As a driver we tend to notice an assortment of signals from road users that may not be correct, generally because drivers are unaware of what they should be doing.
The really simple rule is - Signal to warn others of your intentions and to help other road users.
Road users are variable and include the obvious drivers of motor vehicles to mobility vehicles and cyclists through to pedestrians.
Give only those signals shown in the Highway Code(Rule 103/Signals)
Usual ways to signal
Although most motorists consider the normal way to signal our intentions is through direction indicators although not always correctly there are many ways to signal our intentions that most may not realise are also practical or correct. These include;
Hazard warning lights
Help other road users to understand your intentions by signalling in good time so that others have enough time to act upon your signal and
Position yourself correctly and in good time for the manoeuvre you intend to make.
Make sure your signals will not confuse others for instance, if you intend to pass a stationary vehicle when parked near a junction. The correct position will help in not misleading other road users.
Other road user signals
Watch out for signals given by other road users as they not mean what they are intended. Be aware that an indicator on another vehicle may not have been cancelled so only proceed when you are satisfied when it is safe.
This would generally mean when waiting for the vehicle to have passed or turned in to the road.
It may sometimes be necessary to reinforce direction indicator signals and stop lights. We can do this by a relevant hand or arm signal. The main arm signals are shown below and can be seen in the Highway Code.
Like any signal we use, they must be in good time and shown correctly. Here you'll need to make sure that when you use arm signals, the arm is fully extended as this will be more visible to other road users.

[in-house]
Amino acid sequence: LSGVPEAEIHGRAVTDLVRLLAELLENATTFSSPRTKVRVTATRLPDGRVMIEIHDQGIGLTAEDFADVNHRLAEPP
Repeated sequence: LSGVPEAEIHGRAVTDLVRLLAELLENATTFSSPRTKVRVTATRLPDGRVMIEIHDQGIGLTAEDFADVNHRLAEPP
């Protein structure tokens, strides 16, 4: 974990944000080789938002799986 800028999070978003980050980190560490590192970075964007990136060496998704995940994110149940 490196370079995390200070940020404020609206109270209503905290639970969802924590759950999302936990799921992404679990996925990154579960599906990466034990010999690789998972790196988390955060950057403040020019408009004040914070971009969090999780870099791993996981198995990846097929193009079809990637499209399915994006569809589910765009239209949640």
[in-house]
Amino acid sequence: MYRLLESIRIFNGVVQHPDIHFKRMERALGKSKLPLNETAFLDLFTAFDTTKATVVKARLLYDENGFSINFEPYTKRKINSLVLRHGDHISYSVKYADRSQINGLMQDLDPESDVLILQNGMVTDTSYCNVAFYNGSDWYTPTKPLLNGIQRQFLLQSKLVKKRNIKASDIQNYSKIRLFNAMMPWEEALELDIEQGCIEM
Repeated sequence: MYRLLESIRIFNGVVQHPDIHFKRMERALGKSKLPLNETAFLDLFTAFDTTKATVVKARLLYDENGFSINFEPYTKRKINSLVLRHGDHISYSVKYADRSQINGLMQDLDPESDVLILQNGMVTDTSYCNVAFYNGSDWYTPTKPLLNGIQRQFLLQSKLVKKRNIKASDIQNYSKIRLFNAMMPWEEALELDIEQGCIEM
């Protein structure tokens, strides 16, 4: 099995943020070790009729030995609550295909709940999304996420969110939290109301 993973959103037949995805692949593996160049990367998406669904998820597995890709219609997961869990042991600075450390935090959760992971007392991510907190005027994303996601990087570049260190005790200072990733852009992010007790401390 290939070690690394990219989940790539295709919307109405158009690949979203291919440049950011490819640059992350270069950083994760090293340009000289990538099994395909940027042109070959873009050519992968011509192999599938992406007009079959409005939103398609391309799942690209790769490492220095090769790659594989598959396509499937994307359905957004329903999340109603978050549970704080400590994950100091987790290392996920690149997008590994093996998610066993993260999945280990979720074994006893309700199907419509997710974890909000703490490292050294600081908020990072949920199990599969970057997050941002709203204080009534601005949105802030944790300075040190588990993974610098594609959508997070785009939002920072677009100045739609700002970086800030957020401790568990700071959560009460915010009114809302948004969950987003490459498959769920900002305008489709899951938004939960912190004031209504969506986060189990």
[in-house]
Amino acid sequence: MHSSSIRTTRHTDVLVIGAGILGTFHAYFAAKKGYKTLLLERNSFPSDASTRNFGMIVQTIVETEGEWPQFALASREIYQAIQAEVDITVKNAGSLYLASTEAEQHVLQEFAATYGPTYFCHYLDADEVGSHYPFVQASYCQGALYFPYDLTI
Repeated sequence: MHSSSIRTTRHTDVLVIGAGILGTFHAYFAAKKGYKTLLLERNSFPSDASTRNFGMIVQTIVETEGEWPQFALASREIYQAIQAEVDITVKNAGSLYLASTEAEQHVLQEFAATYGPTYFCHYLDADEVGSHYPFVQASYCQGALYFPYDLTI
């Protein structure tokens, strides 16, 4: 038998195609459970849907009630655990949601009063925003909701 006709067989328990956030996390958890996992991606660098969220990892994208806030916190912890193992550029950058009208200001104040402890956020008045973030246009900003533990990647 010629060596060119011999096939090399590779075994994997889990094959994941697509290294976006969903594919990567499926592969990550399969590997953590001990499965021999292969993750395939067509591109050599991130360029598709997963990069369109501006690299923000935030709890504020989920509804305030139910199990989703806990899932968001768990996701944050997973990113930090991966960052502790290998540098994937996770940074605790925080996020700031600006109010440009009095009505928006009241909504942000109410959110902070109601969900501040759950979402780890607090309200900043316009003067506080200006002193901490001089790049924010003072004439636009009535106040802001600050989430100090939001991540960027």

Although, arm signals are not normally used by motorists, consider that horse riders and cyclists will be fully aware of their meaning and may indeed use them more regularly.
The use of flashing headlights is a form of signal that is regularly used by motorists but typically for reasons that are not shown in the Highway Code.
It is therefore essential to note that 'flashing headlights' are for warning of your presence and NOT to indicate that it is safe to proceed or turn.
If someone flashes their headlights at you, make sure you understand what they mean and it's you they are intended for.
Never assume but that's not to say that we should ignore the signal but always take the appropriate observation and action before you decide to do anything.
When driving on a fast moving road such as a dual carriageway or motorway it can be difficult to hear the sound of a horn so if you think a warning is necessary, consider flashing your headlights.
An example of the correct use is when you are travelling behind someone that is maintaining a lane for a considerable time and is perhaps un aware of your presence.
The use of the horn is an excellent method to warn other road users of your presence who may not be able to see you or has not looked. There are several situations when you'll benefit from using the horn for example when approaching a blind bend or when someone is driving/reversing out into your path.
However, never use the headlights or horn as a form of rebuke or to attract someone's attention.
We also need to note that the use of the horn has two noteworthy legal obligations. These include, Unless a moving vehicle poses danger, it is illegal to use the horn when stationary or between the hours of 11.30 pm through to 7am in a built up area.